The location of the telescope should be described to an accuracy of about ten feet relative to landmarks (road intersections or large buildings) that are shown on the detailed topographic map of the area; the latitudes and longitudes of the observation sites can then be measured from the map by the expedition leader. Timings can be made by calling out the successive events (can use "D" for disappearance or "R" for reappearance; some are more comfortable thinking the star as a light that goes "off" and "on") and also tape recording a radio station. The best is to record the shortwave time signals from station WWV at 5.0, 10.0, or 15.0 megahertz, but many observers do not have shortwave receivers. If the expedition leader makes arrangements for someone (not necessarily in the graze path) to create a master tape by recording WWV and a local AM or FM radio station, observers in the graze zone can record the agreed-upon local station with car or other radioes. A strong AM station is generally preferred since they can be received over long distances, but if reception of a particular FM station is known to be reliable throughout the area of observation, an FM station could be used. Camcorders are now almost as common as tape recorders and can be used in this case as tape recorders; the video is not needed. There are ways to hook sensitive video cameras to telescopes and some grazes, generally of relatively bright stars, have been recorded this way, but this is more advanced work. For bright stars, a camcorder can simply be held up to the eyepiece and, with a little adjustment, the graze can be recorded; this has been done successfully with a few previous grazes. Visual timings made to an accuracy of half a second are quite adequate for defining the lunar profile; for a graze, the observer's location is more sensitive than the timings, since observers even 50 feet apart will notice differences in their event timings.

Try to stress to new observers that making the observations is not that difficult. Besides observing the event, all they need is a tape recorder or camcorder to record their call-outs of the events, plus a background time reference, which could be an agreed-upon local AM or FM radio station, if a time-tagged master tape is prepared, as described above. It's more satisfying to even new observers to both observe a graze, and record it for comparison with records at adjacent sites to build up the profile, whose detail and accuracy is proportional to the number of stations recording data.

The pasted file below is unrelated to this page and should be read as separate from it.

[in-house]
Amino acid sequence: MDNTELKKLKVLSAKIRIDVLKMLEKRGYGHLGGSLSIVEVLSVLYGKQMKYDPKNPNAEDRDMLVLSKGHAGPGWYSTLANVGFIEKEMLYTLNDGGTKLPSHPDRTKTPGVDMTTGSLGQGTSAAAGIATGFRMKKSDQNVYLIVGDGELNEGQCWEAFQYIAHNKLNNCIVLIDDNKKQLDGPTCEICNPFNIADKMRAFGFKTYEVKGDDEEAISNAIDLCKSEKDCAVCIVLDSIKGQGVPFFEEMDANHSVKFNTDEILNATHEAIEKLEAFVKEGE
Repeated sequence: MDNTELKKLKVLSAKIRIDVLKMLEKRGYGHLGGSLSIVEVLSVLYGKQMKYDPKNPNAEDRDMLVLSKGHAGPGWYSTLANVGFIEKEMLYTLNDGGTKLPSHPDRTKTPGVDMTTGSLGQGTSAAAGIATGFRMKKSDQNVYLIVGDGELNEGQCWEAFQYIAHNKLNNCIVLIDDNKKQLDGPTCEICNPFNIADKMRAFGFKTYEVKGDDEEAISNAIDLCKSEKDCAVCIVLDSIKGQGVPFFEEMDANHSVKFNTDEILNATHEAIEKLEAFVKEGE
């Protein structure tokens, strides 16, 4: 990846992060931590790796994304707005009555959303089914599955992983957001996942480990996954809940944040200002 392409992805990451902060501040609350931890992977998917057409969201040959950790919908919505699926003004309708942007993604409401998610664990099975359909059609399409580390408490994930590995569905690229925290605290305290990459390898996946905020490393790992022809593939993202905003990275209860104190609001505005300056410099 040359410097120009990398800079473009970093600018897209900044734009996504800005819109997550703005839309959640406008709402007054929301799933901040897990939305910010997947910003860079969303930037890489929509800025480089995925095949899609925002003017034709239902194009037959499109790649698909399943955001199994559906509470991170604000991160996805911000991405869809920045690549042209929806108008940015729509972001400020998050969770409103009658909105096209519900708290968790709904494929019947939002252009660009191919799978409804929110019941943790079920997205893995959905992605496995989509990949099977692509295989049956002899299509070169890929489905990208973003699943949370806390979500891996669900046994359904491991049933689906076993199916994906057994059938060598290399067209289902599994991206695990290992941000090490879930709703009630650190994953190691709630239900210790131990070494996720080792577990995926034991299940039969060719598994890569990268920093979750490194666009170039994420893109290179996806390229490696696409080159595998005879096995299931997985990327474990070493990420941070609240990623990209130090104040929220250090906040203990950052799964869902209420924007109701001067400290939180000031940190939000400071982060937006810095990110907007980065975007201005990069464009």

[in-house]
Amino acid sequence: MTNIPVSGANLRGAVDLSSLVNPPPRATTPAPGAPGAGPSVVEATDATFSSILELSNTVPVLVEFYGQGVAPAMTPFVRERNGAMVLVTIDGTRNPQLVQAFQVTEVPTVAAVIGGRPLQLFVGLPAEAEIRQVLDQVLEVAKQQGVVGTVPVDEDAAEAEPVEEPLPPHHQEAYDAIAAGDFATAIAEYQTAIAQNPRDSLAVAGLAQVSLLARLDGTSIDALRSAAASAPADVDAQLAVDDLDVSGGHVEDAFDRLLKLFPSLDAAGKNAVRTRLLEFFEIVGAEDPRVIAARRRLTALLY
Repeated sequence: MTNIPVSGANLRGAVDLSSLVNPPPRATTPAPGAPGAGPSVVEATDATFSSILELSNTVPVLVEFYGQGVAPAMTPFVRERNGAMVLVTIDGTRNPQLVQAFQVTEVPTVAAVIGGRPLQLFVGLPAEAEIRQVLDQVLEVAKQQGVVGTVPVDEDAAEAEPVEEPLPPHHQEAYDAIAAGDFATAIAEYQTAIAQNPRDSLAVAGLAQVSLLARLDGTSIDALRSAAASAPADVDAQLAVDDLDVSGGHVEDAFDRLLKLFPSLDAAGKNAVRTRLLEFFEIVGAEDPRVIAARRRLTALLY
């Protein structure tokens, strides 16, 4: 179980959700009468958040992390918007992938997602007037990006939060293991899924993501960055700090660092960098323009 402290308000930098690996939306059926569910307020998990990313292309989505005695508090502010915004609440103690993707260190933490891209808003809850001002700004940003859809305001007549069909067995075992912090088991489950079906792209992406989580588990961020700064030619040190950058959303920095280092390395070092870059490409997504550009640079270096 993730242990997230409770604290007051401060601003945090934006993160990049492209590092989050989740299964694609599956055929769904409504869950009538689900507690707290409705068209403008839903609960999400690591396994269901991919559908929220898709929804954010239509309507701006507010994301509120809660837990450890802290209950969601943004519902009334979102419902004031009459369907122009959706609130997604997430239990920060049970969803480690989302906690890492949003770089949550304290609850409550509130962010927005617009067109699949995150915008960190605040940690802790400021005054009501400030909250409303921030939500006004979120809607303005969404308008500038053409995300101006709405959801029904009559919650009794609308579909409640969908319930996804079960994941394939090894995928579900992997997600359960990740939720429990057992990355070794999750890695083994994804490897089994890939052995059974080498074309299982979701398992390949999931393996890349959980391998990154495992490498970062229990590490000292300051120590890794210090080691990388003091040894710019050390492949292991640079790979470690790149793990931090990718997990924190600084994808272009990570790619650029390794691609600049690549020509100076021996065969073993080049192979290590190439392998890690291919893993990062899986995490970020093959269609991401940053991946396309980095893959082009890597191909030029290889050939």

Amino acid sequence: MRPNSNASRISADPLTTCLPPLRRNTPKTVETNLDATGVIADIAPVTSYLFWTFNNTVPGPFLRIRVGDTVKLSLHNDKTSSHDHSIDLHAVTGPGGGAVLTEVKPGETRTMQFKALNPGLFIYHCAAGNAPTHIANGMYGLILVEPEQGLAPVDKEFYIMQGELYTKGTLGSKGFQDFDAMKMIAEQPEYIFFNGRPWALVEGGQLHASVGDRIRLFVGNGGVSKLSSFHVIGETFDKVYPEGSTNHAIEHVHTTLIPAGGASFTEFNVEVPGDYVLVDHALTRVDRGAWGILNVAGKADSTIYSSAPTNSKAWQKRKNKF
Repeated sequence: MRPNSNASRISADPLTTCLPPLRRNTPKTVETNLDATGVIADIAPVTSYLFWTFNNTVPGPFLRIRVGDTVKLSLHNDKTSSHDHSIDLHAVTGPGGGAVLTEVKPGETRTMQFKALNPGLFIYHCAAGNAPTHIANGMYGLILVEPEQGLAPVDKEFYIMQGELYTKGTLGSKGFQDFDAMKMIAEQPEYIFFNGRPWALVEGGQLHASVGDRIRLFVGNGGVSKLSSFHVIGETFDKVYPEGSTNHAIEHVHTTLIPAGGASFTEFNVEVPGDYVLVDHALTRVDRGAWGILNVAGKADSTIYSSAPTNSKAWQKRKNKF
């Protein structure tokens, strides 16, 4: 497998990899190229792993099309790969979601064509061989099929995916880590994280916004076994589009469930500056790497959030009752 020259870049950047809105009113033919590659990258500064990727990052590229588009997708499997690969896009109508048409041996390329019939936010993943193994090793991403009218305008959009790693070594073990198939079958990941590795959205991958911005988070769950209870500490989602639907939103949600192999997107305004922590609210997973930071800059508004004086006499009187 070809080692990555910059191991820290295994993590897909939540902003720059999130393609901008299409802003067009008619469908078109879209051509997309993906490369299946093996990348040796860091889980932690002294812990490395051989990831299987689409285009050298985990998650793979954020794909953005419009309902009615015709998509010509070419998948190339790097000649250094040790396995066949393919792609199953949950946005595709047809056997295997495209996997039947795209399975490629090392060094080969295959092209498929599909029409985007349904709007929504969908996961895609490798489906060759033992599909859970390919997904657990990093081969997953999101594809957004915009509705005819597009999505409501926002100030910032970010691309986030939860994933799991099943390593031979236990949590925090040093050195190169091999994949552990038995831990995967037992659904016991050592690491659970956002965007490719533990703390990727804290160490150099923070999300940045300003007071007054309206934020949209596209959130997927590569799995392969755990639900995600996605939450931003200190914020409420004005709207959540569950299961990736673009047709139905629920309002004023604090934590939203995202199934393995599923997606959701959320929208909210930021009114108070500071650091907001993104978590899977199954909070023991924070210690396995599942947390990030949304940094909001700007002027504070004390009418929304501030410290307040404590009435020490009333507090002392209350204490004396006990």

David W. Dunham, IOTA, 1996 April e-mail:

An example of profile reductions:

This is an example of taking the information obtained from a grazing occultation, and making a visual profile plot of the predicted predicted information vs. the observed information. The profile reduction is drawn by Mr. Robert Sandy of Blue Springs Missouri.

Download Bellevue Pictorial

The chart below contains a sample lunar profile, as determined from the observations of 17 persons located near Conowingo Dam, Maryland on 1981 May 10. In addition to providing a detailed profile of the lunar limb, this graze yielded the first known video record of multiple events during a grazing occultation. The video record shows 14 events that occurred during a time period of 62 seconds. Although the video camera provides an aesthetically pleasing record of the events, most of the useful information about the lunar profile came from the observations made by the fifteen visual observers. (Because the observations of a few distant observers are shown on the profile, there are actually nineteen observers represented). Note how the paths of the distant observers are rotated with respect to those of the local observers. The slopes of their paths are detemined by computing the tangents of the differences between their position angles and the position angle at Conowingo Dam, multiplied by the vertical amplification factor mentioned below. The reduced data are very consistent, with only a few minor discrepancies. Rather than drawing the mean limb as a straight line, as is done for most profiles, it is drawn here like a predicted profile. The verticle scale is shown on the left side (in seconds of arc) and on the right side (in miles from the predicted limit); it is amplified by a factor 32 over the horizontal scale, since the Moon moved a distance of about 180 km during the time between the disappearance and reappearance at the southernmost station.

Download Original Size Delta Cancri Pictorial